Is Now The Time To Sell Tesco Plc And Buy J Sainsbury plc?

Results at Tesco (LSE: TSCO) may have beaten analyst expectations last week, but that says more about low City expectations than the grocer’s improving prospects, given that operating profits halved from £779m to £354m. Like so many companies on today’s flailing FTSE 100, Tesco has resorted to cost-cutting in a bid to keep the numbers looking good, trimming around £400m of fat from group restructuring and more than 50 store closures.

Chief executive “drastic” Dave Lewis knows his honeymoon period is over but investors are still cutting him some slack. Given the string of disasters that have afflicted Tesco lately, the lack of further bad news such as a profit warning was seen as a plus. It helped investors swallow the news that UK and Ireland operating margins are now a wafer thin 0.8%.

Tesco’s Share Price Soars!

The real shock was to find Tesco’s share price has leapt 15% over the last week. A combination of not-quite-as-bad-as-expected results and the wider surge in market sentiment lifting the stock. Sales volumes are rising, which suggests customers may be creeping back, in the hope that Tesco has learned some hard lessons. 

Further recovery will not be easy. Tesco can’t rely on endless cost-cutting to boost cash flow but boosting margins won’t be easy in today’s deflationary world. The glory days will never return, whatever Tesco does, because we live in a different retail world, thanks to changing family shopping habits, online grocery competition, and the rise of Aldi and Lidl. It will also take a long time to restore the dividend, now forecast to be just 1% in early 2017. Lewis has done a good job but there is only so much he can do, with sectoral winds against him. Trading at a forecast 23.7 times earnings, he has to work hard to justify Tesco’s current pricey valuation.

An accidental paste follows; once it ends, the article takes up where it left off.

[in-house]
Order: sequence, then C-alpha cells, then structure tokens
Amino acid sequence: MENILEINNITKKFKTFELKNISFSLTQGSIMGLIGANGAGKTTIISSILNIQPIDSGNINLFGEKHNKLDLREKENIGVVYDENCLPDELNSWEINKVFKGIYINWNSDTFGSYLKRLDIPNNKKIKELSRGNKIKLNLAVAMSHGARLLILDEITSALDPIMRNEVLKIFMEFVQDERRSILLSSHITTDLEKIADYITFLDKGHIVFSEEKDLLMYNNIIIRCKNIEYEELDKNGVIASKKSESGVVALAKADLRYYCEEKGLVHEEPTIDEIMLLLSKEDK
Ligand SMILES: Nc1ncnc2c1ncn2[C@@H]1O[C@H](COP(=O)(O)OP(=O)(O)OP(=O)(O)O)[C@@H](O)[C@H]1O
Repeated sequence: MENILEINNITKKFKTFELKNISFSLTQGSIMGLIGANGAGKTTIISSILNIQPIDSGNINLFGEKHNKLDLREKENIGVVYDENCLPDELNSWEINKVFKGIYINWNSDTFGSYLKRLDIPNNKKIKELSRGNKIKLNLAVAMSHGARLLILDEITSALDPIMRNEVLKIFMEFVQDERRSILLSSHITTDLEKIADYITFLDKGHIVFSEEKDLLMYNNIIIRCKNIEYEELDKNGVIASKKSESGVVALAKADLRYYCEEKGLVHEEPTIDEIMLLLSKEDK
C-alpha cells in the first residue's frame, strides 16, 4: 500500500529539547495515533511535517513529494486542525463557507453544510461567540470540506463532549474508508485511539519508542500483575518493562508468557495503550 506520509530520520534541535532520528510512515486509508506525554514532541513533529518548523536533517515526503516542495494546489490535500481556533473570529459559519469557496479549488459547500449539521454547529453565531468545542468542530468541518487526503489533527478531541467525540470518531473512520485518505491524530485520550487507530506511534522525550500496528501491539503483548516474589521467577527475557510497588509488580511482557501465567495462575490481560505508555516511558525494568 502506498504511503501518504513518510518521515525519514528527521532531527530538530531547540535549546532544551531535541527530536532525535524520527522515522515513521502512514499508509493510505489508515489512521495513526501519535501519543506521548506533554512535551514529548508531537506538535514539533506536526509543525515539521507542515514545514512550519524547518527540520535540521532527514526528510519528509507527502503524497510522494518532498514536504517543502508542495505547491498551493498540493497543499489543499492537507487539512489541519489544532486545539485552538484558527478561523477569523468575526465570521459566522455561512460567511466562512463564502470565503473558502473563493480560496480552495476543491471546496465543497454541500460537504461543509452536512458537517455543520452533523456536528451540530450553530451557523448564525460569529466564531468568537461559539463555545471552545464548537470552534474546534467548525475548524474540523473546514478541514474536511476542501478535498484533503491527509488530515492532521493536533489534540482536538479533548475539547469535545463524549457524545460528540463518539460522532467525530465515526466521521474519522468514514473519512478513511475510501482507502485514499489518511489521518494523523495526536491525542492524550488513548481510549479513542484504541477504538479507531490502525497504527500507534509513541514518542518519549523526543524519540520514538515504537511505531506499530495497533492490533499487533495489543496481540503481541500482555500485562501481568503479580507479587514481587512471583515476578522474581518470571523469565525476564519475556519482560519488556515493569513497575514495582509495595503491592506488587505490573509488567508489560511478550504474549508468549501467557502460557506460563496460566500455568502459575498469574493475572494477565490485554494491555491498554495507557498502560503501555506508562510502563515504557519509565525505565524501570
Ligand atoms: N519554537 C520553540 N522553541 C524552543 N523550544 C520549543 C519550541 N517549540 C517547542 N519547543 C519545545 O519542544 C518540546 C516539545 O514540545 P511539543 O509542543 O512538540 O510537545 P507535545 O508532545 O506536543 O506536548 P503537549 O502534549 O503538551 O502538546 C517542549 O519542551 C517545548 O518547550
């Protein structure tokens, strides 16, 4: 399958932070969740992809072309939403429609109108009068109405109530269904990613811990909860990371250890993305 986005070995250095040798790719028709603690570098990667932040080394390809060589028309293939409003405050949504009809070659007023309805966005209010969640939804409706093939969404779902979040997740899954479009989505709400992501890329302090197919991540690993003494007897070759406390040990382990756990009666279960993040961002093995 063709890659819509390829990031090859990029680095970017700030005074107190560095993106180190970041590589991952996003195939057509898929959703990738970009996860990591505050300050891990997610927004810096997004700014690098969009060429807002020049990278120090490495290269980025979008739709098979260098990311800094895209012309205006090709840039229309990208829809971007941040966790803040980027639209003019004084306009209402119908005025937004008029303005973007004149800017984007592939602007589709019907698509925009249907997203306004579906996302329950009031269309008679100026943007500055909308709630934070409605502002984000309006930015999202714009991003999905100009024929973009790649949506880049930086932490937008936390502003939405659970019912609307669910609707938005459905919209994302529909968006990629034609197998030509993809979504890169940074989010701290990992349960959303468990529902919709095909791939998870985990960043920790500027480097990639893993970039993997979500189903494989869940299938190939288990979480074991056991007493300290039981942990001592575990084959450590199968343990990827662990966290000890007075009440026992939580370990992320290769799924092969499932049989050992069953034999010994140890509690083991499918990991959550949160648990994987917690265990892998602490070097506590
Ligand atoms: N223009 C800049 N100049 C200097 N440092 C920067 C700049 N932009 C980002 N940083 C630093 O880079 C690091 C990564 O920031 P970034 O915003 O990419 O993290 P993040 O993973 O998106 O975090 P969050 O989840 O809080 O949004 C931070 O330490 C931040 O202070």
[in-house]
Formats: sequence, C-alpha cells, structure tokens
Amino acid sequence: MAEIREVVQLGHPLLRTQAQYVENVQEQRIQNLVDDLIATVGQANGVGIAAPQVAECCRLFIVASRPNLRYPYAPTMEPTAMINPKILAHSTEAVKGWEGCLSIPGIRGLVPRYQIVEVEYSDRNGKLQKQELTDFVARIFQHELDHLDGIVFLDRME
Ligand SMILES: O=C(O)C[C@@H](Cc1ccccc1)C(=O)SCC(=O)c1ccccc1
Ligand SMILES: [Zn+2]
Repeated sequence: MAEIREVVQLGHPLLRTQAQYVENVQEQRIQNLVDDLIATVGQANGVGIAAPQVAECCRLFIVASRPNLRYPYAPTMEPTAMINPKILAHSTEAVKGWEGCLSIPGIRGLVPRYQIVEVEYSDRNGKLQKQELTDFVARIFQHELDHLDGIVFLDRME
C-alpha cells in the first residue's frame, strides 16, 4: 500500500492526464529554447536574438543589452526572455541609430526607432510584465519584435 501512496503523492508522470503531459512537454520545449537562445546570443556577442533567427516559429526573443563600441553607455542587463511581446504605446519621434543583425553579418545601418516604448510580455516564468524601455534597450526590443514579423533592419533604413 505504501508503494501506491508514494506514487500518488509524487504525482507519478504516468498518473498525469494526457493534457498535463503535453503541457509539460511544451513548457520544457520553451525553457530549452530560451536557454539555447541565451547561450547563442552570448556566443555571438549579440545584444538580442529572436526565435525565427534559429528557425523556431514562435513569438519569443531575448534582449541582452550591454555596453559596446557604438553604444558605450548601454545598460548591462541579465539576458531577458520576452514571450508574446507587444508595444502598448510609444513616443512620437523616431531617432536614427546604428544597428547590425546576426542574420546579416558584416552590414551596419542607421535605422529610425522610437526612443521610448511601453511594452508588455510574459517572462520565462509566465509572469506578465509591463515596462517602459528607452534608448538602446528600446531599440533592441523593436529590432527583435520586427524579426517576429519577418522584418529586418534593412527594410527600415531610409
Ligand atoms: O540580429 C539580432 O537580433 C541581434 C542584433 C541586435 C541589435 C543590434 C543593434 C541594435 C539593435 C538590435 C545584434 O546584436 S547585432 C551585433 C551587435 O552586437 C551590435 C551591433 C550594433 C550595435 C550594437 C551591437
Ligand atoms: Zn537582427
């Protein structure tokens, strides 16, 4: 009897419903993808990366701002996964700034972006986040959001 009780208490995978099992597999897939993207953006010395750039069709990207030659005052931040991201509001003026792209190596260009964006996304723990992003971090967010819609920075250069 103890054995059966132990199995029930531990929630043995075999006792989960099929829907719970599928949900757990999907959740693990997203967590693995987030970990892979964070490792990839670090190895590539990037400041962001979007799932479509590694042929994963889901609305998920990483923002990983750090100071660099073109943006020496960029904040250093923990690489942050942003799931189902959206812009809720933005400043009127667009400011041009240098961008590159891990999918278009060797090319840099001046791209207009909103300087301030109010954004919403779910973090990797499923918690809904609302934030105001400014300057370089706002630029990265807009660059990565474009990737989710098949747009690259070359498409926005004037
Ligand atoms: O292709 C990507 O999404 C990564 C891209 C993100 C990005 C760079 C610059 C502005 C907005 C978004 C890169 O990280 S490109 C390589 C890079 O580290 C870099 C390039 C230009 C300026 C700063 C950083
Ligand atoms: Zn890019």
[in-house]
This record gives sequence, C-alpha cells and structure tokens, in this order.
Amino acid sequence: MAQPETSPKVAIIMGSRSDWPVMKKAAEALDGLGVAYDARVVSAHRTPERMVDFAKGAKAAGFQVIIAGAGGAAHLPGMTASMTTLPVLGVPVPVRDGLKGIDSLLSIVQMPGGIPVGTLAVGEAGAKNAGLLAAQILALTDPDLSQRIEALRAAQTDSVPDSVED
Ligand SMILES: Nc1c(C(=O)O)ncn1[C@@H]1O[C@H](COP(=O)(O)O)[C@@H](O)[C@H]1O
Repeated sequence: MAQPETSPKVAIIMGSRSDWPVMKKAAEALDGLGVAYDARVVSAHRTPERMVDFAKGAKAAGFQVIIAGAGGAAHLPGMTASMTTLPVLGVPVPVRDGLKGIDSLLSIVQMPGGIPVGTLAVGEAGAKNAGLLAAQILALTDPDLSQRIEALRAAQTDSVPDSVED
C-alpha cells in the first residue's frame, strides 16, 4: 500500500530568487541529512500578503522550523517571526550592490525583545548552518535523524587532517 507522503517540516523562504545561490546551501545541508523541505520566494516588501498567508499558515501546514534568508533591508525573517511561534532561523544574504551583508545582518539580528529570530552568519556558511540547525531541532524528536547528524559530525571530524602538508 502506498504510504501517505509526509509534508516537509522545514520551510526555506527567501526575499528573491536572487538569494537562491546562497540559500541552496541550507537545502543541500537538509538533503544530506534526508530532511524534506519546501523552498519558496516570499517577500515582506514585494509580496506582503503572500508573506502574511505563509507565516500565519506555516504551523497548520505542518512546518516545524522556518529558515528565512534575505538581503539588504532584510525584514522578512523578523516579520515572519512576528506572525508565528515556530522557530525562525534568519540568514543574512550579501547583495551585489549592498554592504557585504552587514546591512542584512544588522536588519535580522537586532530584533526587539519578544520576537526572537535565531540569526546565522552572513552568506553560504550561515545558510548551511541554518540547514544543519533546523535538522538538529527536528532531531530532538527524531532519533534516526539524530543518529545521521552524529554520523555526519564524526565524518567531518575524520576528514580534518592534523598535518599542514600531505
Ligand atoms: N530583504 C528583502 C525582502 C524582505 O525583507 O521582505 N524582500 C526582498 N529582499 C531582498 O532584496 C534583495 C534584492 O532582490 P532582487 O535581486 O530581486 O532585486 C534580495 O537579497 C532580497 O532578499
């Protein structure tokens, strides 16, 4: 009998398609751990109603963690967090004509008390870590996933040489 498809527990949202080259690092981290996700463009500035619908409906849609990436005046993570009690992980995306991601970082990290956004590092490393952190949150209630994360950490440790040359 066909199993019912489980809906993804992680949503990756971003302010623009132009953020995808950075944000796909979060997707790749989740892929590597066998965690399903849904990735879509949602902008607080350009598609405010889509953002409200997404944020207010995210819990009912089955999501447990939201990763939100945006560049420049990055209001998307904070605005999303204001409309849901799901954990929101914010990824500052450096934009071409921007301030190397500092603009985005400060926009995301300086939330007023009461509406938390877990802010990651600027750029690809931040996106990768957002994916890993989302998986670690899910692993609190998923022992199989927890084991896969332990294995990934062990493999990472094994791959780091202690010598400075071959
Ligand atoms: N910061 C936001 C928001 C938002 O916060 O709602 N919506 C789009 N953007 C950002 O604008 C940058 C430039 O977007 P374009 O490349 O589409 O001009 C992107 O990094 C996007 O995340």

A Different Taste?

I always felt that J Sainsbury (LSE: SBRY) was unfairly punished by wider market forces. In January last year it was celebrating 36 consecutive quarters of sales growth, an astonishing run that did less for its share price the longer it lasted, only to be hit hard when the record came to an end. But the last 12 months have been kinder, with the share price up a healthy 20% in 12 months, and 7.7% in the last week alone.

The recent second quarter trading statement was heralded as the first outright positive news from a big four supermarket in years. Again, that reflects low expectations, with a rise in total Q2 retail sales of just 0.3%. 

Match That!

Sainsbury’s relatively upmarket positioning has been a blessing rather than the curse it could have been, while the recent Price Match campaign has preserved its position among cash-strapped shoppers. Its decision to reduce promotions and move towards lower everyday prices seems to have chimed with the public mood. Consumers seem content to pay a little more at Sainsbury’s, whereas they aren’t in Tesco.

Investors even get a dividend, although the yield is expected to dip to 3.8%. Trading at a forecast 12 times earnings, Sainsbury’s looks better value than Tesco too. I remain suspicious of the grocery sector, but if the trend towards rising personal incomes continues, Sainsbury’s could still be worth a place in your portfolio. I remain unconvinced about Tesco, though.

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Harvey Jones has no position in any shares mentioned. The Motley Fool UK has no position in any of the shares mentioned. We Fools don't all hold the same opinions, but we all believe that considering a diverse range of insights makes us better investors.